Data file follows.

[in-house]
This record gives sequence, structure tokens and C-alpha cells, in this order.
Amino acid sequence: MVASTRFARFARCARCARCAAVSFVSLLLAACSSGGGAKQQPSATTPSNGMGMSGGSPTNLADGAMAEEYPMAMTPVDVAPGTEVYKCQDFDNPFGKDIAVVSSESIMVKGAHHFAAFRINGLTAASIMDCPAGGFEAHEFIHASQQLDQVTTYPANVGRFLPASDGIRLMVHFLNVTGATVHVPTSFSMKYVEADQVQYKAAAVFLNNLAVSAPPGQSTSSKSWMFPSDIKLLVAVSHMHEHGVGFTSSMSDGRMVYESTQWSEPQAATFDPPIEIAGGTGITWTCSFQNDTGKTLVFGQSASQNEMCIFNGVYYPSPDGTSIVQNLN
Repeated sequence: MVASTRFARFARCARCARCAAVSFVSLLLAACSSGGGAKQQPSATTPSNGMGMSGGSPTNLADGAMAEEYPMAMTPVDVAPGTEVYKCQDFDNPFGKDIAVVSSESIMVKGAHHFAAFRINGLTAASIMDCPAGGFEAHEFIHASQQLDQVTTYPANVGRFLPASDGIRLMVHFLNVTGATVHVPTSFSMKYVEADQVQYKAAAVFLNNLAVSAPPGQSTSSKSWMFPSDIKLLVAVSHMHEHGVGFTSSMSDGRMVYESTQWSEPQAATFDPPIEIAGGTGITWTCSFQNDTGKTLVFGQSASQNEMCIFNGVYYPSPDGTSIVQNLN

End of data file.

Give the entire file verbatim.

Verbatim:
[in-house]
This record gives sequence, structure tokens and C-alpha cells, in this order.
Amino acid sequence: MVASTRFARFARCARCARCAAVSFVSLLLAACSSGGGAKQQPSATTPSNGMGMSGGSPTNLADGAMAEEYPMAMTPVDVAPGTEVYKCQDFDNPFGKDIAVVSSESIMVKGAHHFAAFRINGLTAASIMDCPAGGFEAHEFIHASQQLDQVTTYPANVGRFLPASDGIRLMVHFLNVTGATVHVPTSFSMKYVEADQVQYKAAAVFLNNLAVSAPPGQSTSSKSWMFPSDIKLLVAVSHMHEHGVGFTSSMSDGRMVYESTQWSEPQAATFDPPIEIAGGTGITWTCSFQNDTGKTLVFGQSASQNEMCIFNGVYYPSPDGTSIVQNLN
Repeated sequence: MVASTRFARFARCARCARCAAVSFVSLLLAACSSGGGAKQQPSATTPSNGMGMSGGSPTNLADGAMAEEYPMAMTPVDVAPGTEVYKCQDFDNPFGKDIAVVSSESIMVKGAHHFAAFRINGLTAASIMDCPAGGFEAHEFIHASQQLDQVTTYPANVGRFLPASDGIRLMVHFLNVTGATVHVPTSFSMKYVEADQVQYKAAAVFLNNLAVSAPPGQSTSSKSWMFPSDIKLLVAVSHMHEHGVGFTSSMSDGRMVYESTQWSEPQAATFDPPIEIAGGTGITWTCSFQNDTGKTLVFGQSASQNEMCIFNGVYYPSPDGTSIVQNLN